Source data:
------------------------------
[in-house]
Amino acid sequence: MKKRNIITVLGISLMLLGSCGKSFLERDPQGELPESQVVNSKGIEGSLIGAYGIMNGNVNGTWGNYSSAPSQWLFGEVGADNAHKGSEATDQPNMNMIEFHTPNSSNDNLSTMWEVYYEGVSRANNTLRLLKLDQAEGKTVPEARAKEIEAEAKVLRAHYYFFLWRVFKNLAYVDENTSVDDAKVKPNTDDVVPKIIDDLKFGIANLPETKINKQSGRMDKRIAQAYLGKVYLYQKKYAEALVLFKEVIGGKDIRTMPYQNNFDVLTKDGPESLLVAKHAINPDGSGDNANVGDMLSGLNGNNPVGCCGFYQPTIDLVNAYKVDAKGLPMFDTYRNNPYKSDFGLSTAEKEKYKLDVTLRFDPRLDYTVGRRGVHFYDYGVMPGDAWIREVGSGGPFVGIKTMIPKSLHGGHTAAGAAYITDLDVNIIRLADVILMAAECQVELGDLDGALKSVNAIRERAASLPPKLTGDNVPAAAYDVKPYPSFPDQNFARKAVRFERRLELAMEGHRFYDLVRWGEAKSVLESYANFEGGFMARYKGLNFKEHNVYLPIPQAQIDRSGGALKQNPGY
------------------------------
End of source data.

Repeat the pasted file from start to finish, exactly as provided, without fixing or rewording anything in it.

[in-house]
Amino acid sequence: MKKRNIITVLGISLMLLGSCGKSFLERDPQGELPESQVVNSKGIEGSLIGAYGIMNGNVNGTWGNYSSAPSQWLFGEVGADNAHKGSEATDQPNMNMIEFHTPNSSNDNLSTMWEVYYEGVSRANNTLRLLKLDQAEGKTVPEARAKEIEAEAKVLRAHYYFFLWRVFKNLAYVDENTSVDDAKVKPNTDDVVPKIIDDLKFGIANLPETKINKQSGRMDKRIAQAYLGKVYLYQKKYAEALVLFKEVIGGKDIRTMPYQNNFDVLTKDGPESLLVAKHAINPDGSGDNANVGDMLSGLNGNNPVGCCGFYQPTIDLVNAYKVDAKGLPMFDTYRNNPYKSDFGLSTAEKEKYKLDVTLRFDPRLDYTVGRRGVHFYDYGVMPGDAWIREVGSGGPFVGIKTMIPKSLHGGHTAAGAAYITDLDVNIIRLADVILMAAECQVELGDLDGALKSVNAIRERAASLPPKLTGDNVPAAAYDVKPYPSFPDQNFARKAVRFERRLELAMEGHRFYDLVRWGEAKSVLESYANFEGGFMARYKGLNFKEHNVYLPIPQAQIDRSGGALKQNPGY